I am not sure what it is, but I have been fortunate to be a part of some of what firms like Forbes and the Wall Street Journal have identified as “America’s Most Promising Companies.”
As the former CEO of both Fusion-io and HireVue, it has been very exciting to see both companies receive these recognitions.
When I came across Fusion-io in 2008, I was struck by the energy, the breakthrough value proposition and the marketing vision possessed by David Flynn and Rick White, the Founders of Fusion-io. They had envisioned and built a new tier of data storage for corporate data centers – some called it the world’s fastest data storage device. It made my decision to join them, and eventually become CEO, very easy.
The same thing happened in 2011. After I had retired (I thought), along came another brilliant tech founder in Mark Newman. He had a vision as a college student 7 years earlier that would turn the hiring process on its ear. He built HireVue from the ground up and I was honored that he invited me to be CEO of that company until 2013.
HireVue makes the world’s leading talent interaction platform allowing companies to accelerate their hiring and on-boarding processes by digital screening and live interviewing capabilities. As one executive put it: “HireVue has completely reinvented and modernized the way we recruit talent.”
I am a lucky man.
In both instances HireVue and Fusion-io were named to lists proclaiming them as part of America’s Most Promising Companies. For Fusion-io, it happened in 2010 when the Wall Street Journal announced that FIO was the #2 Most Promising Company in America.
Just last week, HireVue became part of this elite group of Companies when Forbes named it #10 on its list of Most Promising Companies in America.
Four things in my estimation make a company among the Most Promising in America:
1. A Most Promising Company has a Breakthrough Value proposition
I am not just talking about something that is interesting… I am talking about something that really changes market dynamics. I oftentimes find people that say to me about companies that I am part of: “Duh – why didn’t someone think of that before?” I love that. That means the Company has achieved something that is a true value add. A “Most Promising” company provides a simpler, more efficient, way of getting something done. Does it really solve a pain that exists in the market? Will people write a real check to relieve themselves of that pain? If the answer to both of these questions is “Yes” then you may have a breakthrough value proposition on your hands.
2. A Most Promising Company is one that has signed Marquee Customers and/or Partners
When I was CEO of Fusion-io, we signed Facebook. That made everyone stand up and take notice. We also signed great strategic partners like Samsung, H-P and IBM. In HireVue’s case, large enterprise customers from a variety of industries have adopted the Company’s game changing digital interviewing solutions – companies like Red Bull, Geico, Wal-Mart, Ocean Spray, Dow Jones and the United Health Group.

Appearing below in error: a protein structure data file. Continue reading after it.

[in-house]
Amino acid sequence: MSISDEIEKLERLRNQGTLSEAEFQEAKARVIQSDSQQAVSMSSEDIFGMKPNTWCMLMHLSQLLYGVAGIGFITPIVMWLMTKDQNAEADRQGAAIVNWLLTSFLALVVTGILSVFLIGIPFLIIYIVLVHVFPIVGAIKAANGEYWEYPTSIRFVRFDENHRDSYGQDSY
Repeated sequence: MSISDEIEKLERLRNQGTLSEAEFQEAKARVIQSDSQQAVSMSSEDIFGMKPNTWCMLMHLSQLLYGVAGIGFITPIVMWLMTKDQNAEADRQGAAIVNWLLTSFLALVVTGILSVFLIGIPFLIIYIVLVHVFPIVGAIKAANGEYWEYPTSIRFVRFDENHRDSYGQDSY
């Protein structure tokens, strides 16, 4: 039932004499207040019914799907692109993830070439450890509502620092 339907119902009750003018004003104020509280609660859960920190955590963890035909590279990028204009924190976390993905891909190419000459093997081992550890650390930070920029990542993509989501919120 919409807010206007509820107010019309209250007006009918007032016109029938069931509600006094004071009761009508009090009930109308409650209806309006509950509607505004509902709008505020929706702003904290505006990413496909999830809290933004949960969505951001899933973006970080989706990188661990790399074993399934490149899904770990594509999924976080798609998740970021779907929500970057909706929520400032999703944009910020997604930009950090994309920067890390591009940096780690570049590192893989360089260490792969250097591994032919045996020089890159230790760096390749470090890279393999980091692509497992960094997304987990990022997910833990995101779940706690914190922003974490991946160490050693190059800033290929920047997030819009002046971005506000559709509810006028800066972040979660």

3. A Most Promising Company will have a Team of Passionate and Smart leaders
I prefer companies where the Founders are still in involved. While I may have a good eye for emerging growth tech companies, I know great Founders when I see them. I love working with exceptional talent that has vision and passion that is beyond the ordinary. Founders are in a unique position to understand the market and the competition. They also have a passion around the core of the company. They also understand the technology and can envision how it will evolve over time. Ben Horowitz of the leading VC firm of Andresseen Horowitz pointed out the following in his blog several years ago. He cited a study done at the Wharton School of Business that shows that Founder CEO’s consistently beat Professional CEO’s on a broad range of metrics from amounts of capital raised, valuations, and return on investment.
4. A Most Promising Company will have Capital
Speaking of VC’s, most every company in the tech space finds a moment in time when they need an infusion of outside capital. My experience is that most companies wait TOO LONG to raise capital. They keep believing that somehow, someway, the cash flows will become so overwhelming that no third party funding is needed. My distinct experience, and my advice to those of you who may be building companies is this: Learn that you would much rather have a small piece of a very large pie than have a large piece of a small pie. In terms of dollars, if you own 5% of something worth a Billion, it is worth far more than owning 50% of something worth 10 million. (i.e. – $50 Million v. $5 Million).